Friday, December 26, 2008

The Proliferating Christ

It was in 2004 that Canadian theologian Tom Harpur published his world-shattering book, The Pagan Christ. Harpur convincingly shows how the Christ of the gospels was not a new figure appearing on the scene in Palestine about 2000 years ago. On the contrary, the idea of Christ, down to the details of his reported daily lived life, were found in a mythical character from ancient Egypt – and these details were laid long before the stories of the biblical Christ. In fact, this Christ figure repeatedly appeared, not only in Egypt and later in Palestine, but in many ancient mythologies.

Clearly this appearance of a Christ figure in ancient worlds, far outside of the Judeo-Christian worlds, long before the creation of the New Testament stories, is a major challenge for contemporary Christianity. However, the challenge this creates for modern day Christianity might not be quite as straight forward as it might appear on the surface.

One obvious way of understanding this difficulty is to distinguish between an emphasis upon the historicity of the biblical Christ, as is seen in modern day fundamentalist Christianity, and the spirituality of a more mythological Christ figure.

The issue as I see it, however, is not so much one of historicity over against spirituality, but one of singularity over against multiplicity – and this, by the way, is a challenge which supersedes religion and effects the modern day secular worlds as much as the religious worlds. Harpur reveals a Christ figure whose mythology is proliferate, repeating, in its spirit and its details, throughout cultures and civilizations. A Christ is revealed who refuses to be limited to one incarnation, to one point in history. And, here appears a challenge not just to Christianity but to a legacy of Western thought, religious and secular. For, in the world which Harpur presents to us, truth itself is transformed, it becomes additive; truth follows rhizome, zigzag lines; truth refuses reductionist lines and instead accumulates possibilities.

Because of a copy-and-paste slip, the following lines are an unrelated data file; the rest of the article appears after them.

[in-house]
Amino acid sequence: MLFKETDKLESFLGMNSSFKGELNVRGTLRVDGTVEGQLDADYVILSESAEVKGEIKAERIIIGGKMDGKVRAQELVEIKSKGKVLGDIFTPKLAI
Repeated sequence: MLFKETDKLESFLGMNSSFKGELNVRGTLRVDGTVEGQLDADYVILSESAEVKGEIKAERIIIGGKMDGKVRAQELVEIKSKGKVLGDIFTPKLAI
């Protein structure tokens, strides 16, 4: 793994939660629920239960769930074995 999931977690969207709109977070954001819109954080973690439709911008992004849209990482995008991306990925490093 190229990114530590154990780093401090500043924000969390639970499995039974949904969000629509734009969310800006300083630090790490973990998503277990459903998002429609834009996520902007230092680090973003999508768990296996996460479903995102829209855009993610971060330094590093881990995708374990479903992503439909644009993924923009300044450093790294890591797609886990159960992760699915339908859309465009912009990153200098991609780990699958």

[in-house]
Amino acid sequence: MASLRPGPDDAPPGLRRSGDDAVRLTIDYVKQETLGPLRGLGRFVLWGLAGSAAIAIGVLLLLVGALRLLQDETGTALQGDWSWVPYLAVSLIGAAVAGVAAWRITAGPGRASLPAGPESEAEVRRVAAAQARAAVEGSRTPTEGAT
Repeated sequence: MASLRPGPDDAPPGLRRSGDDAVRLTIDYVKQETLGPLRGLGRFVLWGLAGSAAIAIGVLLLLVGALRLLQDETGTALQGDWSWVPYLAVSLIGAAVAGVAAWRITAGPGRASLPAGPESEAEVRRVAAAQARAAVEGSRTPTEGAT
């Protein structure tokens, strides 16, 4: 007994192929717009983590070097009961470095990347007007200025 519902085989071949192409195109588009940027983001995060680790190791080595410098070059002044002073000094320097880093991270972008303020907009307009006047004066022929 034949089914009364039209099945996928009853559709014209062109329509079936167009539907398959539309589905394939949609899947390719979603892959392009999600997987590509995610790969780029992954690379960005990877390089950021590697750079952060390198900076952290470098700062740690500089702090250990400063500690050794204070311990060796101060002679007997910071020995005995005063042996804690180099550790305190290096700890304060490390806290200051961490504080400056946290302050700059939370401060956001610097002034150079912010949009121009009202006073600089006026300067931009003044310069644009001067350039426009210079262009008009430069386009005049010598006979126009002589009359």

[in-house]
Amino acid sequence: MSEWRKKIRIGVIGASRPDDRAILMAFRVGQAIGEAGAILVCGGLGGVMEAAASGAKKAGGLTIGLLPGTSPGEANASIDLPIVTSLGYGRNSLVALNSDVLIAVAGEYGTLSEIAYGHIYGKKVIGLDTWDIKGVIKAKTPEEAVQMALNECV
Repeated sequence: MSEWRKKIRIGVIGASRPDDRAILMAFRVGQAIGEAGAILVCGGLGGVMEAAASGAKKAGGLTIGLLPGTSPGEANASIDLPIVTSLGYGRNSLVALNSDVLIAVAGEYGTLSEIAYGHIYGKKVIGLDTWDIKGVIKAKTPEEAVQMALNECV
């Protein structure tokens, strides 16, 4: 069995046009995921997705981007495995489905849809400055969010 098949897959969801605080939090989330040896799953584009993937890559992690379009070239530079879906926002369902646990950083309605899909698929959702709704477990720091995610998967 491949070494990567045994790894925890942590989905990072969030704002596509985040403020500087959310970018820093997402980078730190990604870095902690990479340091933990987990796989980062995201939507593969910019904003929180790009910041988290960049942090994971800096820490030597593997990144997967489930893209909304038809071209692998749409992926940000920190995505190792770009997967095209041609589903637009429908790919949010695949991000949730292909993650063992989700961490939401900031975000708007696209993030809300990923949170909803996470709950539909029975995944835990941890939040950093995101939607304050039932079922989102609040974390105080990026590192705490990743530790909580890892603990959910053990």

Harpur’s world does not so much reveal the Christ as it creates, generates a universe of Christs. Using Nietzsche’s language, we can say that Harpur creates a “becoming” Christ, or “becoming” Christs, incarnating not only in ancient mythologies but in contemporary lives and institutions. And not only Christs, but also proliferating creations of endless possible spiritual figures. Spiritualities emerging which shed exclusivity and unity and instead create repeated affirmations of endless life possibilities. Life collects, life assembles... and life refuses a systemic or mechanistic unity.

While there is a long history of challengers to such singular views of truth, I want to conclude with an emphasis upon the generative spiritualities so beautifully discussed by American poet, Walt Whitman. No exclusive gods in Whitman’s world, just a spreading divinity which enlivens life in its every corner. Christ, divinity is created, like “leaves of grass”.

Speaking of his own work of writing as if he were a visual artist, Whitman says:

Painters have painted their swarming groups
and the centre-figure of all,
From the head of the centre-figure spreading
a nimbus of gold color’d light,
But I paint myriads of heads,
but paint no head without its
nimbus of gold-color’d light...

Walt Whitman

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